The Power of Shared Intent

Travel, for me, is like breathing—it’s a necessity. I thrive from the change in context and the chance to broaden my perspective. It renews me in a way that nothing else seems to.

It isn’t surprising, then, that my husband and I decided on a whim to escape to Ireland while our kids were happily entrenched at summer camp.

The entire trip was phenomenal. The scenery, the people, the food — it was a feast for the senses. It’s difficult to pinpoint what I enjoyed the most. That said, two of our experiences — The Hawk Walk and Musical Pub Tour — struck me as particularly relevant to my career, so I thought I’d share them, and the conclusions I drew about the two, with you:

The Hawk Walk

Before this adventure, I had never heard of a “hawk walk”, so I wasn’t entirely certain what to expect when we arrived at Ireland’s School of Falconry at Ashford Castle in Cong, County Mayo (western Ireland). It was an experience I won’t soon forget!

The falconry is home to several falcons, including Jabba and Chewie, two young (and deceptively light!) hawks born on May 4, 2017 (get it?!). With supervision from highly-experienced trainers, we served as perches for these two Jedi apprentices. We launched them by simultaneously extending our arms and stepping forward. We called them back in similar fashion, only this time with a bit of chicken or mouse hidden in our glove.

Jessica with a falcon at Ireland's School of Falconry

As part of the experience, we learned that Jabba and Chewie are Harris hawks, and as such, are social raptors. For this species, social means they are accepting of humans, and—more importantly—they not only live in groups, but also work in female-led teams to hunt. These hunting parties differ from other raptors who hunt alone in that the female ultimately makes the kill after her male team members chase the prey toward her.

Musical Pub Tour

Now, our musical pub tour was an entirely different beast, but an equally amazing experience. And, it’s exactly what it sounds like. Led by two supremely talented musicians, Damien and Eugene, we went from pub to pub, enjoying the food, the atmosphere and traditional Irish music played by our musical tour guides.

Two male guitarists performing at a restaurant

During our tour, we learned that one of our two guides, Damien Mullane, is considered one of the best button accordion players in Dublin and regularly plays with Sting. (For those that don’t know, the button accordion is an especially difficult instrument to play because it is diatonic, meaning the keys play one note when the bellows are pushed in, and different note when pulled out. Talk about coordination!) We also learned that our other guide, Eugene, is an equally talented vocalist and guitar player who specializes in traditional, lyrical Irish songs.

The duo (whom had never played together before this night) created music so in harmony you would think they’d play together for years. Their ability to dynamically adjust, communicate, and play outstanding music was beyond impressive.

Travel-Inspired Change Management Observations (or Applied Theory?)

Have you guessed what the hawks and the musicians have in common yet? Teamwork, of course. They each know their roles—and play them well. More importantly, the outcome each seeks is abundantly clear. As partners, they are on the same page—even with the unknown or a lack of shared personal history.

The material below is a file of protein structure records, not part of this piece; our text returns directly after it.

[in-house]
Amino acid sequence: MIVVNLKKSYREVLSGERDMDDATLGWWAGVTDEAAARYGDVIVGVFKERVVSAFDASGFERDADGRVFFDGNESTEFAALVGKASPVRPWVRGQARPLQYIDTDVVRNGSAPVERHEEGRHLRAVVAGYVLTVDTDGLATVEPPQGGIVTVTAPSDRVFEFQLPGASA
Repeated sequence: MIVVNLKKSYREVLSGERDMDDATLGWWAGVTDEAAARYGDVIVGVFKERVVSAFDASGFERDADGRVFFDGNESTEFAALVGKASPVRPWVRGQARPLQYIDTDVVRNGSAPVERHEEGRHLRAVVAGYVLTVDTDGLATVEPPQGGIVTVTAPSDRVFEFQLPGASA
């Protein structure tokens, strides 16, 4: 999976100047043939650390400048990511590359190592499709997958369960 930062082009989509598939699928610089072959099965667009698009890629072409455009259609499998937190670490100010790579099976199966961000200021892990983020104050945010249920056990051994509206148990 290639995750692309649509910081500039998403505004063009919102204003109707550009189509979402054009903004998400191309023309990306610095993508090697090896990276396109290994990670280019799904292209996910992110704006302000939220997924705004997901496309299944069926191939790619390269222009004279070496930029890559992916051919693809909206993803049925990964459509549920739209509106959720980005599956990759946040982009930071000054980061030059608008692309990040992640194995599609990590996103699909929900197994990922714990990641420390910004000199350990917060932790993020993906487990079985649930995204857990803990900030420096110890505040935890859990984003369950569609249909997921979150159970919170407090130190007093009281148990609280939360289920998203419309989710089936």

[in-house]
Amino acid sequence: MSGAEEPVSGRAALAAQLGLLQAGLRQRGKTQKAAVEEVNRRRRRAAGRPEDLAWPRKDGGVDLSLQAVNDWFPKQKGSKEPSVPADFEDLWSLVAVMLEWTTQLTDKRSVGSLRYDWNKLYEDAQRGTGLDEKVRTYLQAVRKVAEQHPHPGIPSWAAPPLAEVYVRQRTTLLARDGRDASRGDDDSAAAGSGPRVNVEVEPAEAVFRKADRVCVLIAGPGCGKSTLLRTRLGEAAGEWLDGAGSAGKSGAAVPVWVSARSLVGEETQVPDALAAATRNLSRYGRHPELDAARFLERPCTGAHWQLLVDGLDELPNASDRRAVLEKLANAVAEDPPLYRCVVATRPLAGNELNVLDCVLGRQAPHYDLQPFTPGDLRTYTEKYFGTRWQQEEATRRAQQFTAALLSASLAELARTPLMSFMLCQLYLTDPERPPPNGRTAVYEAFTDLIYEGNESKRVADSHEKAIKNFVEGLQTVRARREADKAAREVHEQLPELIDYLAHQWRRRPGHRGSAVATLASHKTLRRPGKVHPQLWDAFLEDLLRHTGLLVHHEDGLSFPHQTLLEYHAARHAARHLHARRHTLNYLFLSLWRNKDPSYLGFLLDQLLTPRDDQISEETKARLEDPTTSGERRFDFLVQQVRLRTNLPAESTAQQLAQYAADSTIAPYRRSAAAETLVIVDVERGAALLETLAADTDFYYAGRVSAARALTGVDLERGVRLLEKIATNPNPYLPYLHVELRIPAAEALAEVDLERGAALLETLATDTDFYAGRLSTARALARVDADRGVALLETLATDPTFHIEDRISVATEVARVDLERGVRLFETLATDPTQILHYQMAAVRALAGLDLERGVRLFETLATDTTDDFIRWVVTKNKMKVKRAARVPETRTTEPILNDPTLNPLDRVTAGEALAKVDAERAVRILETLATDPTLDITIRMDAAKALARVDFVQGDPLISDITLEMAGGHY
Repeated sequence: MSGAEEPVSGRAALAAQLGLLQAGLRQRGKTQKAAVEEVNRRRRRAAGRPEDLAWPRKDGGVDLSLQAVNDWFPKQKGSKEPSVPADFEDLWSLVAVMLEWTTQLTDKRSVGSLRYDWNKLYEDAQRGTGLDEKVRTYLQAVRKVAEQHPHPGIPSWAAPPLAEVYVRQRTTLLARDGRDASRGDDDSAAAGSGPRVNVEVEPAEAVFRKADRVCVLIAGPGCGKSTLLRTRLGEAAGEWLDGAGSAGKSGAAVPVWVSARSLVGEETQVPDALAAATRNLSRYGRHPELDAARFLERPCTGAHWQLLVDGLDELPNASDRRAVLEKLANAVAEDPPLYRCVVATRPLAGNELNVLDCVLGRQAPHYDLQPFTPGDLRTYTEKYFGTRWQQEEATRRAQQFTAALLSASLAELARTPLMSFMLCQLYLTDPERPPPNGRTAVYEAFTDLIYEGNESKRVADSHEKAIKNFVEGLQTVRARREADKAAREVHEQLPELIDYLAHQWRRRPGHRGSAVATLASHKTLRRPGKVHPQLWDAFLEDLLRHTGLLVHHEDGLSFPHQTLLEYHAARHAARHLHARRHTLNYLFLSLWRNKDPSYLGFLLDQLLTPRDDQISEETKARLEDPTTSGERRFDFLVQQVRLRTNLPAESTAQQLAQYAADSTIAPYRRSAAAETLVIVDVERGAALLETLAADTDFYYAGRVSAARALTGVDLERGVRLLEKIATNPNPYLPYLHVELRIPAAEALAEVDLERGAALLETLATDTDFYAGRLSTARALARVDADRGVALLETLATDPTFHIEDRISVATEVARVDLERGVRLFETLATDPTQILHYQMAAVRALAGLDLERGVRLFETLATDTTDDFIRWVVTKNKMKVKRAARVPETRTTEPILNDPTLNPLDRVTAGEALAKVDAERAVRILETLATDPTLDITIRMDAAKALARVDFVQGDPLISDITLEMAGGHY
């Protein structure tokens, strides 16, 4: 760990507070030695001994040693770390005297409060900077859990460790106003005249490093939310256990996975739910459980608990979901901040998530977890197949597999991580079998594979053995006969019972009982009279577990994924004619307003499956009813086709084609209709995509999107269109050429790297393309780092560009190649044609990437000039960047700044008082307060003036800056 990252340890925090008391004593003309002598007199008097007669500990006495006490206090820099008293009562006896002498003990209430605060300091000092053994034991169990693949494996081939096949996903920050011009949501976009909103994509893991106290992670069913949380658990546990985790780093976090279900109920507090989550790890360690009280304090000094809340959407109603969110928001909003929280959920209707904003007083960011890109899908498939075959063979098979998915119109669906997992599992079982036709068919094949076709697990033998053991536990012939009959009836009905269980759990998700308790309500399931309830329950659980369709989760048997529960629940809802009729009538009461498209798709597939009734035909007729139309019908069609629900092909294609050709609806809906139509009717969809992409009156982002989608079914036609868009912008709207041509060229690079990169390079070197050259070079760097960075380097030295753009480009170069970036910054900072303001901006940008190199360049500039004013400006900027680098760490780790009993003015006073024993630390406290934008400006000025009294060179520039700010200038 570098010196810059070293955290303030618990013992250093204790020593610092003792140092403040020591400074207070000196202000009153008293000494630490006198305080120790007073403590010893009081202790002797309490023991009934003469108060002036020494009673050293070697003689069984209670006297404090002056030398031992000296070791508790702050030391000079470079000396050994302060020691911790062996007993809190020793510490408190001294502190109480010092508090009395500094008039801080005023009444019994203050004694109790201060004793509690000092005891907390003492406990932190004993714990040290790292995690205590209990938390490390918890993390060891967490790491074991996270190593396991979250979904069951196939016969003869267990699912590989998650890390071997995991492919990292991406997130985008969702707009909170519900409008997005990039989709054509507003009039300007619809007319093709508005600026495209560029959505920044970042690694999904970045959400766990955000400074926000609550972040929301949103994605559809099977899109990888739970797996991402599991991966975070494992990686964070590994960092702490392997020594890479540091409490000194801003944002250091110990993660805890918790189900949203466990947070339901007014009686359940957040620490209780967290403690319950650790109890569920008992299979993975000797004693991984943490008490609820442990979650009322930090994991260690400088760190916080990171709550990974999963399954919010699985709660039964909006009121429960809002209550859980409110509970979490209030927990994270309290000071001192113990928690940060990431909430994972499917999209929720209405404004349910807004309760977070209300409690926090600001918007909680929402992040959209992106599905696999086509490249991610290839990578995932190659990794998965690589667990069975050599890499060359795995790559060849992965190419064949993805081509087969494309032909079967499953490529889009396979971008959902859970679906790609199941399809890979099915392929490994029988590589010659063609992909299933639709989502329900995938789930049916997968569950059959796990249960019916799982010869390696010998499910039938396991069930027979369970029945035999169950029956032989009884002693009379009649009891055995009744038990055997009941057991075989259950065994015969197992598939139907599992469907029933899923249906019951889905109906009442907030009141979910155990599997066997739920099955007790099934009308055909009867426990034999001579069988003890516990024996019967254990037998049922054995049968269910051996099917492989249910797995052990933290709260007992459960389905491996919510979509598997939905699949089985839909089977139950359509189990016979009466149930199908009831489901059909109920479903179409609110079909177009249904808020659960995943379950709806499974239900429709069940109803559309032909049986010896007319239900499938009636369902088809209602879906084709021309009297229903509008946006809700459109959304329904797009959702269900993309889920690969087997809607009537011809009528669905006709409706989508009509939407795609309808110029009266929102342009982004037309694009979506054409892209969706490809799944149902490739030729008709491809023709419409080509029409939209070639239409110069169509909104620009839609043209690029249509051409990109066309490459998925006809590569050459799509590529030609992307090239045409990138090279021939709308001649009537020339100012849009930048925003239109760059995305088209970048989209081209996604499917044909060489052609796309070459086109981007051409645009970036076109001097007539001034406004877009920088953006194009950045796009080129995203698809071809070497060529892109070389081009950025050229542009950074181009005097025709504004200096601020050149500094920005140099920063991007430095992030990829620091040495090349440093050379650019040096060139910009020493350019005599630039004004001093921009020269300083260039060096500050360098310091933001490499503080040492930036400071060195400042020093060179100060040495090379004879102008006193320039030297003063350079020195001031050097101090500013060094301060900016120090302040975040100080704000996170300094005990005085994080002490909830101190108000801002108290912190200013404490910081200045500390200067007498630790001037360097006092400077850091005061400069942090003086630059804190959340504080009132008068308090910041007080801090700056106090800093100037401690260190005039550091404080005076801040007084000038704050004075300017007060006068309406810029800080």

It doesn’t seem all that remarkable, right? Yet, this level of clarity is almost impossible to create and sustain in organizations. Indeed, lack of tangible clarity about the desired outcome is the second biggest derailer of transformational change.[1]

Consider this:

How many times have you been mid-project and some meeting or conversation reveals a serious disconnect between what you and some other stakeholder thought you were working to achieve?

Or how often have you found that the high-level picture seems clear, but once you’re off and running, you find there are numerous options and decision-points that could lead to vastly different outcomes?

This idea of intent — or a sufficiently clear shared picture of the future — is critical to the success of any endeavor whether you’re a hawk hunting, a musician jamming, or a business leader working on any number of initiatives.

Currently, I’m working with two companies—One a new CEO and their management team; the other a business in the midst of being acquired. Both companies requested I help support them through their respective leadership changes. As I learned more about the inner-workings of the organizations, I was struck that both suffer from the same issue: unclear intent.

Without a clear vision and a shared understanding of what success looks like, team members lack the cohesion to work toward a group goal. Without connection to the big picture, team members cannot deeply invest their energies. The work to collaboratively explore and decide what the future should be—with new leadership or a new owner—is the scaffolding that will support each organization’s successful transition.

How, then, do you know when you’ve adequately addressed intent? When everyone involved: (1) understands what the change means to them personally (not generically); (2) is committed to doing their part to make it happen; and (3) is aligned with everyone else. Understanding, commitment and alignment are the necessary, but intangible currencies of achieving anything meaningful through a group of people.

Like hawks collaborating for the hunt and musicians intuitively interweaving their talents, companies can be elevated to a level of functioning that seems effortless, effective, and beautiful. All it takes is intent.

[1] Lack of effective change leadership is the #1 derailer.